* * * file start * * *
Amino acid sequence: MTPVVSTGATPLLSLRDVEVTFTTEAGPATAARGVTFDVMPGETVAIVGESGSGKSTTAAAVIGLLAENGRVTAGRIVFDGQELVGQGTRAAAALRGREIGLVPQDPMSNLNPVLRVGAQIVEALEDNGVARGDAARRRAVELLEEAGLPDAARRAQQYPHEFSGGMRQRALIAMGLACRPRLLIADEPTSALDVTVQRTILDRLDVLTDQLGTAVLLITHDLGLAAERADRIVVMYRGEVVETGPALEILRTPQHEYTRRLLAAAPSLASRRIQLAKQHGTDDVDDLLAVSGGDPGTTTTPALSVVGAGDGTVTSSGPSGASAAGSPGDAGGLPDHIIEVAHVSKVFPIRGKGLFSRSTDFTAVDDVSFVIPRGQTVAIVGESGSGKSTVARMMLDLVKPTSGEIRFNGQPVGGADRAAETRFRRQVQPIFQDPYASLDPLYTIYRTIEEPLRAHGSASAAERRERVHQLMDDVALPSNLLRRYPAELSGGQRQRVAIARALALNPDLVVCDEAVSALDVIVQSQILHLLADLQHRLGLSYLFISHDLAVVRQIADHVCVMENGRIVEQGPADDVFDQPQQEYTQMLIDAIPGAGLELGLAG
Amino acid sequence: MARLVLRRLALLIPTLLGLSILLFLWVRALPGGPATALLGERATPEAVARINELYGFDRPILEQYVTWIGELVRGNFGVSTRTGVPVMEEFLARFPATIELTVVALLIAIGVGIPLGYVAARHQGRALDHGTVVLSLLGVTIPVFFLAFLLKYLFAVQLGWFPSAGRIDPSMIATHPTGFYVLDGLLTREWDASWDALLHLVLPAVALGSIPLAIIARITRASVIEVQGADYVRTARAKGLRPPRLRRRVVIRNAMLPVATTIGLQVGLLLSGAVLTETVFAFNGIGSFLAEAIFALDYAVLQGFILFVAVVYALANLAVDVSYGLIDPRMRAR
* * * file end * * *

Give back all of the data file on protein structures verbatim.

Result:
Amino acid sequence: MTPVVSTGATPLLSLRDVEVTFTTEAGPATAARGVTFDVMPGETVAIVGESGSGKSTTAAAVIGLLAENGRVTAGRIVFDGQELVGQGTRAAAALRGREIGLVPQDPMSNLNPVLRVGAQIVEALEDNGVARGDAARRRAVELLEEAGLPDAARRAQQYPHEFSGGMRQRALIAMGLACRPRLLIADEPTSALDVTVQRTILDRLDVLTDQLGTAVLLITHDLGLAAERADRIVVMYRGEVVETGPALEILRTPQHEYTRRLLAAAPSLASRRIQLAKQHGTDDVDDLLAVSGGDPGTTTTPALSVVGAGDGTVTSSGPSGASAAGSPGDAGGLPDHIIEVAHVSKVFPIRGKGLFSRSTDFTAVDDVSFVIPRGQTVAIVGESGSGKSTVARMMLDLVKPTSGEIRFNGQPVGGADRAAETRFRRQVQPIFQDPYASLDPLYTIYRTIEEPLRAHGSASAAERRERVHQLMDDVALPSNLLRRYPAELSGGQRQRVAIARALALNPDLVVCDEAVSALDVIVQSQILHLLADLQHRLGLSYLFISHDLAVVRQIADHVCVMENGRIVEQGPADDVFDQPQQEYTQMLIDAIPGAGLELGLAG
Amino acid sequence: MARLVLRRLALLIPTLLGLSILLFLWVRALPGGPATALLGERATPEAVARINELYGFDRPILEQYVTWIGELVRGNFGVSTRTGVPVMEEFLARFPATIELTVVALLIAIGVGIPLGYVAARHQGRALDHGTVVLSLLGVTIPVFFLAFLLKYLFAVQLGWFPSAGRIDPSMIATHPTGFYVLDGLLTREWDASWDALLHLVLPAVALGSIPLAIIARITRASVIEVQGADYVRTARAKGLRPPRLRRRVVIRNAMLPVATTIGLQVGLLLSGAVLTETVFAFNGIGSFLAEAIFALDYAVLQGFILFVAVVYALANLAVDVSYGLIDPRMRAR